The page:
Jesuit missionary (1727-1780)
Cibot, PIERRE-MARTIAL, missionary, b. at Limoges, France, August 14, 1727; d. at Peking, China, August 8, 1780. He entered the Society of Jesus November 7, 1743, and taught humanities with much success. He was sent to China at his own request March 7, 1758, and arrived at Macao July 25, 1759, whence he reached Peking June 6, 1760, joining the Jesuits who were retained at the court of the emperor. Cibot during his many years of missionary labor in China found time also to devote to historical and scientific studies Many of his notes and observations on the history and literature of the Chinese were published in the "Memoires concernant l'histoire, les sciences, les arts, les moeurs, les usages, etc., des Chinois: par les missionaires de Pekin" (Paris, 1776-89, 16 vols.). These volumes were at the time the chief source of information in Europe regarding China and its people.
Cibot's most lengthy work, his "Essai sur l'antiquite des Chinois", appeared in the first volume of the "Memoires". In it he claims Yaou (2356 B.C.) as the founder of the Chinese Empire. This view was not held, however, by other contemporary writers; in the second volume of the "Memoires" his colleague, Father Amiot, in his "L'antiquite des Chinois prouvee par les monuments", defended the traditional Chinese chronology Cibot also instituted a comparison between the Jews and the Chinese in connection with a commentary on the Book of Esther (Memoires, vols. XIV-XVI). He collected a herbarium of some value and seems to have been particularly interested in botany, though he contributed a number of articles on various topics in natural science to the "Memoires", e.g. "Notices de quelques plantes arbrisseaux de la Chine" (vol. III), "Observations sur les plantes, les fleurs, et les arbres de Chine qu'il est possible et utile de se procurer en France"; "Notice sur le borax"; "Memoire sur les chevaux" (vol. XI); "Notice sur l'hirondelle, sur le cerf et sur la cigale" (vol. XII), etc. Cibot's modesty prevented him from signing many of his essays. His style was somewhat diffuse, and his writings received their value chiefly from the variety of topics treated and the interesting information which they contained.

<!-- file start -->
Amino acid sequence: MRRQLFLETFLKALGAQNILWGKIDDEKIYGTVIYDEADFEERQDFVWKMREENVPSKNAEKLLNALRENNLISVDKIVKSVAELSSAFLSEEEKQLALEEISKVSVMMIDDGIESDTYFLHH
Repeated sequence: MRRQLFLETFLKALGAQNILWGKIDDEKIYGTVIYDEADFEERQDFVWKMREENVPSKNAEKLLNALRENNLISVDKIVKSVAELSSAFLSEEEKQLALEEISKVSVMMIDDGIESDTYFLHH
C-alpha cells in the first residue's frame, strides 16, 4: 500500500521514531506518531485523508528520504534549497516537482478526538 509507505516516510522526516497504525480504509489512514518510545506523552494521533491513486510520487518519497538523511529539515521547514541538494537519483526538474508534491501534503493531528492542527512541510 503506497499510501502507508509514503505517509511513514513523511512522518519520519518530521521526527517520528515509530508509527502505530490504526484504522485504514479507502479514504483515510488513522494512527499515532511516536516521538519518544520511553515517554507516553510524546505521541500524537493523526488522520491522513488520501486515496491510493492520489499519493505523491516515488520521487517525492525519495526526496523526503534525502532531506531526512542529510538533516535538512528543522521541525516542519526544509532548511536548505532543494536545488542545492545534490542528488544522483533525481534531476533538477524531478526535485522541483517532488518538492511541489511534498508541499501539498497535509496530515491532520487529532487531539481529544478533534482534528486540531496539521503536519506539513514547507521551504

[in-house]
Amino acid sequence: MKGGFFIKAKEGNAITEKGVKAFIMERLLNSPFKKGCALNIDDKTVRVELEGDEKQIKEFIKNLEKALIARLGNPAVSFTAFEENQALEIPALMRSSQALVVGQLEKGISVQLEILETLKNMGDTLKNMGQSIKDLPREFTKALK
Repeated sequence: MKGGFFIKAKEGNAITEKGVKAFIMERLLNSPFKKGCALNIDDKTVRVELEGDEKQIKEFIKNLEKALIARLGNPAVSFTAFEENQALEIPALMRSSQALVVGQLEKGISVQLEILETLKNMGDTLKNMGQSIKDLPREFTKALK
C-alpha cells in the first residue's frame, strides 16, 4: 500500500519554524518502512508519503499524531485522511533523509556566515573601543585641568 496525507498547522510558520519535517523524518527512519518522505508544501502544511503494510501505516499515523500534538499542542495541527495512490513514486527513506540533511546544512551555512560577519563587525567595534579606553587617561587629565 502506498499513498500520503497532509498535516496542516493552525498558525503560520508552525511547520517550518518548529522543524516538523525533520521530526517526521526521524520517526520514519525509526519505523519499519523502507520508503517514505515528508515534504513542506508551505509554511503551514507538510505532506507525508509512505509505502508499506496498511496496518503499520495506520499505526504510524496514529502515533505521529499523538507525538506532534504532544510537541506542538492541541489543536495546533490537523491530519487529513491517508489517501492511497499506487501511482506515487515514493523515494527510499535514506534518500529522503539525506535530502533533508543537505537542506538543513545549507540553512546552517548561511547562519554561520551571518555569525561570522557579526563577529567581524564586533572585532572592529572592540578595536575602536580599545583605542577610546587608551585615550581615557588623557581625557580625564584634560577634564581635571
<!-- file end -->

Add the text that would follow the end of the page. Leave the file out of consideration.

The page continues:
H. M. BROCK